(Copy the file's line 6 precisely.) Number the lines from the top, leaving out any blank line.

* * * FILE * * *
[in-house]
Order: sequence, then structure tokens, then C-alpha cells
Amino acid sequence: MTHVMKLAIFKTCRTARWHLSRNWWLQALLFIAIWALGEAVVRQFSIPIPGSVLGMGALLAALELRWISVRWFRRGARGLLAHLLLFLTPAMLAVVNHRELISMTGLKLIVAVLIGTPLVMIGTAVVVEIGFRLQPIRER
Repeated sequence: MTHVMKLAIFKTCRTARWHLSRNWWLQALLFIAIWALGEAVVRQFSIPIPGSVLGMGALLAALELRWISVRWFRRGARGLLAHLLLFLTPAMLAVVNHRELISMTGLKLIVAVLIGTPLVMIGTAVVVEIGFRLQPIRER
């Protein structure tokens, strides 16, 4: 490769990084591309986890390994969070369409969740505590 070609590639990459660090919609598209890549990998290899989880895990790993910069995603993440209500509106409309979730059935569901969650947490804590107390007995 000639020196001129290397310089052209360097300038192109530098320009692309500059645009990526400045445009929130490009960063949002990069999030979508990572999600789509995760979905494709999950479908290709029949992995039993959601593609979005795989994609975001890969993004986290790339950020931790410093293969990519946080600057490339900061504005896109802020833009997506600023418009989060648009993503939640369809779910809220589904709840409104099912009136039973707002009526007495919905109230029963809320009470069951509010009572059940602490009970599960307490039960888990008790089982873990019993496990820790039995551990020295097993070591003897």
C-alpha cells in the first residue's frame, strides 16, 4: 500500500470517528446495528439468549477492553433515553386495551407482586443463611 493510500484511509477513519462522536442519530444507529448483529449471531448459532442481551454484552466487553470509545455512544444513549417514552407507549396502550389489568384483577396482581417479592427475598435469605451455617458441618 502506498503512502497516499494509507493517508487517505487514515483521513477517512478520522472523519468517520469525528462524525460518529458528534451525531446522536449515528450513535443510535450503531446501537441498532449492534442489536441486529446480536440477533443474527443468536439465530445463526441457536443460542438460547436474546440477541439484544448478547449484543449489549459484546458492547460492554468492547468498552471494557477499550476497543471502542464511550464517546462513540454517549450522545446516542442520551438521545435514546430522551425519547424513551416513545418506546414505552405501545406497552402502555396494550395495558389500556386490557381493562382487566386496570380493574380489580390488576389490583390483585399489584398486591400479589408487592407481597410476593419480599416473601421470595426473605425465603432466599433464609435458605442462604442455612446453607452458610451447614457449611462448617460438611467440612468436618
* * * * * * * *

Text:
C-alpha cells in the first residue's frame, strides 16, 4: 500500500470517528446495528439468549477492553433515553386495551407482586443463611 493510500484511509477513519462522536442519530444507529448483529449471531448459532442481551454484552466487553470509545455512544444513549417514552407507549396502550389489568384483577396482581417479592427475598435469605451455617458441618 502506498503512502497516499494509507493517508487517505487514515483521513477517512478520522472523519468517520469525528462524525460518529458528534451525531446522536449515528450513535443510535450503531446501537441498532449492534442489536441486529446480536440477533443474527443468536439465530445463526441457536443460542438460547436474546440477541439484544448478547449484543449489549459484546458492547460492554468492547468498552471494557477499550476497543471502542464511550464517546462513540454517549450522545446516542442520551438521545435514546430522551425519547424513551416513545418506546414505552405501545406497552402502555396494550395495558389500556386490557381493562382487566386496570380493574380489580390488576389490583390483585399489584398486591400479589408487592407481597410476593419480599416473601421470595426473605425465603432466599433464609435458605442462604442455612446453607452458610451447614457449611462448617460438611467440612468436618